• Captured thinking: You don’t allow your financial people to keep their numbers in their heads. Financial reports are the lifeblood of the numbers side of any business, no matter what size. It should be no different with marketing. Your written document lays out your game plan. If people leave, if new people arrive, if memories falter, if events bring pressure to alter the givens, the information in the written marketing plan stays intact to remind you of what you’d agreed on.
  • Top-level reflection: In the daily hurly-burly of competitive business, it’s hard to turn your attention to the big picture, especially those parts that aren’t directly related to the daily operations. You need to take time periodically to really think about your business–whether it’s providing you and your employees with what you want, whether there aren’t some innovative wrinkles you can add, whether you’re getting all you can out of your products, your sales staff and your markets. Writing your marketing plan is the best time to do this high-level thinking. Some companies send their top marketing people away to a retreat. Others go to the home of a principal. Some do marketing plan development at a local motel, away from phones and fax machines, so they can devote themselves solely to thinking hard and drawing the most accurate sketches they can of the immediate future of the business.

Ideally, after writing marketing plans for a few years, you can sit back and review a series of them, year after year, and check the progress of your company. Of course, sometimes this is hard to make time for (there is that annoying real world to deal with), but it can provide an unparalleled objective view of what you’ve been doing with your business life over a number of years.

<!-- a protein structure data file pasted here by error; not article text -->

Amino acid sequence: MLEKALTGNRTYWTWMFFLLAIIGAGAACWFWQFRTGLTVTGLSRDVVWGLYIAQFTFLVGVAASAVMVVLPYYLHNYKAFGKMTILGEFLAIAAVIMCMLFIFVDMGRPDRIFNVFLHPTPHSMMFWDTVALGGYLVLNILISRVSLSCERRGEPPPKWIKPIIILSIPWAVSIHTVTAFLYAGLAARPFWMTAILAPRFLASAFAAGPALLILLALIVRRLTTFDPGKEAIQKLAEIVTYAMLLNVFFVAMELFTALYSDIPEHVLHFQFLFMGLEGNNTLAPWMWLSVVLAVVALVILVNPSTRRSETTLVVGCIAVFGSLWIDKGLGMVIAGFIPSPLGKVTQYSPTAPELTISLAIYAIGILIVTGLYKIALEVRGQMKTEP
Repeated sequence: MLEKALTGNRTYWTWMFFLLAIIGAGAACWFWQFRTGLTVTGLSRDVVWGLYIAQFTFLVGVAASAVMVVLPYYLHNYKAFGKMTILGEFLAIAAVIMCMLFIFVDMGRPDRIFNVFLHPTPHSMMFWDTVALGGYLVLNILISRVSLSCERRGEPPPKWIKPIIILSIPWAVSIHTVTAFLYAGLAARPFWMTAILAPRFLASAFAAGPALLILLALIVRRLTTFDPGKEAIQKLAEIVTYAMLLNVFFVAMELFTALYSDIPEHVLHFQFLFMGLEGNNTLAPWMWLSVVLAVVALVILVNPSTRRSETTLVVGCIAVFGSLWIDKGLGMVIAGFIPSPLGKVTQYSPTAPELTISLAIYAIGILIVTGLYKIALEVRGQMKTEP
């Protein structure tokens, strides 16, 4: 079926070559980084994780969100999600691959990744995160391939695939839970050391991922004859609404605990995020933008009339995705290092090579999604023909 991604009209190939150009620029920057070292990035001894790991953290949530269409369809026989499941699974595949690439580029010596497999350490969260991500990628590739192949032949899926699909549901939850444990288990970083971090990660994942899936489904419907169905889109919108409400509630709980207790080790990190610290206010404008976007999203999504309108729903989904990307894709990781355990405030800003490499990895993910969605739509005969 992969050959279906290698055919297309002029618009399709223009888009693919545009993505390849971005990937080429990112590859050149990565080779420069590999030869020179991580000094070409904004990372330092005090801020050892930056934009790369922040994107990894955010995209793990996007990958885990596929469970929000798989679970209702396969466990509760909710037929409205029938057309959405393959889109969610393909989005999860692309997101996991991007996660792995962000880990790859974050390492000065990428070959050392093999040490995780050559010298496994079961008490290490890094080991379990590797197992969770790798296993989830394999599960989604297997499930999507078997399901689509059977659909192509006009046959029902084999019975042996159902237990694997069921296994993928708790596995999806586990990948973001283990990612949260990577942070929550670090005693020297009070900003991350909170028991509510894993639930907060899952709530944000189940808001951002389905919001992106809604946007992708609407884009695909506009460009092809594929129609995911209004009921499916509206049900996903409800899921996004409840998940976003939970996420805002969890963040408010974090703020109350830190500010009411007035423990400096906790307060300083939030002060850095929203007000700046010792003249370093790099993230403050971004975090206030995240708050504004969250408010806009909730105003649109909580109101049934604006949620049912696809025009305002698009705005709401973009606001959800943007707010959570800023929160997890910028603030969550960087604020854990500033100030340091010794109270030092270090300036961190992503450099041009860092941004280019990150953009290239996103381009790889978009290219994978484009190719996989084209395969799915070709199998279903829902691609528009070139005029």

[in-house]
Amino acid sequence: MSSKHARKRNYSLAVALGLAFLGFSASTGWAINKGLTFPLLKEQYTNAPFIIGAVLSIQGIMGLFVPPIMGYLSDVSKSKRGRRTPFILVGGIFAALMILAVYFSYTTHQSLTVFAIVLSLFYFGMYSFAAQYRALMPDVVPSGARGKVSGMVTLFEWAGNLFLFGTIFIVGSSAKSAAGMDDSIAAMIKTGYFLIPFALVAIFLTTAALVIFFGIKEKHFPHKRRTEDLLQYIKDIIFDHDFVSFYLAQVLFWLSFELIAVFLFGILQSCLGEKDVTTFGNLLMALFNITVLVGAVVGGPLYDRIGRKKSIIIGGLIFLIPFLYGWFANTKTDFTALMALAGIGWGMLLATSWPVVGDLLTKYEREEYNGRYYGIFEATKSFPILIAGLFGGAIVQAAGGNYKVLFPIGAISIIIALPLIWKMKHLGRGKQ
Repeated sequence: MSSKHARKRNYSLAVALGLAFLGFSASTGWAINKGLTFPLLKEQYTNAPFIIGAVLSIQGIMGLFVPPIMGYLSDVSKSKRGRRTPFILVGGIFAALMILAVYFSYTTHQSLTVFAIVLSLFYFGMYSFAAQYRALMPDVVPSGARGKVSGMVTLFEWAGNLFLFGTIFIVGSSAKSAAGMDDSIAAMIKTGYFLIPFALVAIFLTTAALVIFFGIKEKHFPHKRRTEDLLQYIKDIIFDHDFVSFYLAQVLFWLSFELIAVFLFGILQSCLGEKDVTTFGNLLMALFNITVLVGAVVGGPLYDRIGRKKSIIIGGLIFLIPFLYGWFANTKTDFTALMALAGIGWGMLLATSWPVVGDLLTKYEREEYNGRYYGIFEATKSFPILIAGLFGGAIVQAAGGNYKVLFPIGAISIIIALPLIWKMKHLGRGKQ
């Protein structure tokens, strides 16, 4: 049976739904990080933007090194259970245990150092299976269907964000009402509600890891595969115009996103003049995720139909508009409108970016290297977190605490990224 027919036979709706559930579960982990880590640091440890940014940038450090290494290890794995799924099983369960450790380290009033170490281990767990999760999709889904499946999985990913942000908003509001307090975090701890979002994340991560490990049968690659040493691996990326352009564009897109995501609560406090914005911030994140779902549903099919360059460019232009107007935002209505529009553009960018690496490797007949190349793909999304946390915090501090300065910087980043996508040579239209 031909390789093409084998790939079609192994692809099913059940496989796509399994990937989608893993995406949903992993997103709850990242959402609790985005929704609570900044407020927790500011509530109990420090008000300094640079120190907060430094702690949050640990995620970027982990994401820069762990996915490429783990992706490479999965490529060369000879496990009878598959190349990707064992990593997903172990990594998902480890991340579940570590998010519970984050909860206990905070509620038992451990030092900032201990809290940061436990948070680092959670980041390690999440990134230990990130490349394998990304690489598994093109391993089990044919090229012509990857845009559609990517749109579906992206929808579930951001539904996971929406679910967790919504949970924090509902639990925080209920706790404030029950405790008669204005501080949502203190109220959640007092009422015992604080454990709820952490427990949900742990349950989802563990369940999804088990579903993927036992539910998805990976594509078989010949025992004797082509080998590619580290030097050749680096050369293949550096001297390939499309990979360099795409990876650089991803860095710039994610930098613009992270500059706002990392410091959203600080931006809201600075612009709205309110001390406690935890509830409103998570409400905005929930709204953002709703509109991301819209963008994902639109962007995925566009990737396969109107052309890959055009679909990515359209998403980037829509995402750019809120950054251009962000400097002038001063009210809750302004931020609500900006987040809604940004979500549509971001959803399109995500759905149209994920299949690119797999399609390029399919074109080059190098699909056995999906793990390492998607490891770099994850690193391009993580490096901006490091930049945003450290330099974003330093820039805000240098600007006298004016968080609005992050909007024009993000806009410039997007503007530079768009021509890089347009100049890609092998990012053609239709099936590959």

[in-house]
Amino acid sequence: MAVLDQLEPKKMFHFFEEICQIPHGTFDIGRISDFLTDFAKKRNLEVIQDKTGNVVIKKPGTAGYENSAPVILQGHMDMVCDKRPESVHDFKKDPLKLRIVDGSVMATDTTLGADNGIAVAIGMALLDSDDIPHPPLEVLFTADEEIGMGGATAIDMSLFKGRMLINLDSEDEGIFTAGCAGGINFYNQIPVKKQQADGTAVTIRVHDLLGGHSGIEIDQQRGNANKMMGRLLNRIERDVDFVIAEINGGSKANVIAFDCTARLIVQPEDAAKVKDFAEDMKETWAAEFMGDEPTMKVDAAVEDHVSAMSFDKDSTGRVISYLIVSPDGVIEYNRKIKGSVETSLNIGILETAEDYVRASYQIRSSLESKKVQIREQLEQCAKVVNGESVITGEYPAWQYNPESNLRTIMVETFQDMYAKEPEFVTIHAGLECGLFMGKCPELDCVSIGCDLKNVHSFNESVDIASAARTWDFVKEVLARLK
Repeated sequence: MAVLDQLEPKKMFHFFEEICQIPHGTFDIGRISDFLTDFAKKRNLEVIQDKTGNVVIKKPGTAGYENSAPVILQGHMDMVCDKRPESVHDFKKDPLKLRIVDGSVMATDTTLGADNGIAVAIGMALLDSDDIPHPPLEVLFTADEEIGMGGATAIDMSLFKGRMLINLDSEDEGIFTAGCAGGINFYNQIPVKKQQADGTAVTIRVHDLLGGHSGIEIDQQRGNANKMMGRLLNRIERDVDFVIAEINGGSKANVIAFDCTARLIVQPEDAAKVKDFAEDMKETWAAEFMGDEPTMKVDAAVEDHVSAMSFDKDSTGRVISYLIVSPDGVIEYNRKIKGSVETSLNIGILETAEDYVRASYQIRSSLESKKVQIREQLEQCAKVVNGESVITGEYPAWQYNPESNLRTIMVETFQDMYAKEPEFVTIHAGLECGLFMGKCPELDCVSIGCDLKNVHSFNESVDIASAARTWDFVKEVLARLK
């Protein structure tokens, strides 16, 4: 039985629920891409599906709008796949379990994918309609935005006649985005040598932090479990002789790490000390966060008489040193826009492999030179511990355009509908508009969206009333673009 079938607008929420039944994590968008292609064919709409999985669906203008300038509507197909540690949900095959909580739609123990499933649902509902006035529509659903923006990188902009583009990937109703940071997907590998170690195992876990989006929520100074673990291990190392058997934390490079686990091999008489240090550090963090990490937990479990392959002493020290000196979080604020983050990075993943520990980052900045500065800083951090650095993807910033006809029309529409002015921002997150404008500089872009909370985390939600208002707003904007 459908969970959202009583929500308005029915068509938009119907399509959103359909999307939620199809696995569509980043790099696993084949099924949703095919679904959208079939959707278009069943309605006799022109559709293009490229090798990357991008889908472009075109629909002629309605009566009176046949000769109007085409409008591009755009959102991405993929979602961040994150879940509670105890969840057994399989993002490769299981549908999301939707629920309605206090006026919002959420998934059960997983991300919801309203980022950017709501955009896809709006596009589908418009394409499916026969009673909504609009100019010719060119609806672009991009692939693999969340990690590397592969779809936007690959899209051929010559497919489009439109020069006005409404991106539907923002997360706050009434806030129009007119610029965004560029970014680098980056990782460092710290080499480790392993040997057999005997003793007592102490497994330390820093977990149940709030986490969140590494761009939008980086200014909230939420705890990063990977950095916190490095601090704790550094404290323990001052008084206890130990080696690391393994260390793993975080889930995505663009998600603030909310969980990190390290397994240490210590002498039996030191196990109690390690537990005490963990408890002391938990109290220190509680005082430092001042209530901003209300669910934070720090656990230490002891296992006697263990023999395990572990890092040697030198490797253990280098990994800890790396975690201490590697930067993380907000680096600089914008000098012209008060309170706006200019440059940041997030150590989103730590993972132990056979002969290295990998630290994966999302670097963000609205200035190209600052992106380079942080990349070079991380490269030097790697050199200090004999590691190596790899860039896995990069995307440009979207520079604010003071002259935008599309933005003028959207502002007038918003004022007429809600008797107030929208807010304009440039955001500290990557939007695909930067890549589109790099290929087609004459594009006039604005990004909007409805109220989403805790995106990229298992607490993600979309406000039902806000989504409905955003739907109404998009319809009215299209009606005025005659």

Source: The Small Business Encyclopedia and Knock-Out Marketing.

Continue on to the next section of our Marketing Plan Plan How-To >> Researching Your Market

Creating a Marketing Plan is Key to Increasing Sales

How to create a marketing plan

How to create a marketing plan

Creating a marketing plan is all about letting people know about the product or service you offer, and persuading them to buy or use it. And for effective marketing you have to let people know about your product or service repeatedly in a coordinated way.

To do this, you’re going to have to come up with a marketing strategy as well as create a marketing plan.

Marketing Strategy Versus Marketing Plan

The marketing strategy is shaped by your overall business goals. It includes a definition of your business, a description of your products or services, a profile of your target users or clients, and defines your company’s role in relationship to the competition. The marketing strategy is essentially a document that you use to judge the appropriateness and effectiveness of your specific marketing plans.

To put it another way, your marketing strategy is a summary of your company’s products and position in relation to the competition; your sales and marketing plans are the specific actions you’re going to undertake to achieve the goals of your marketing strategy.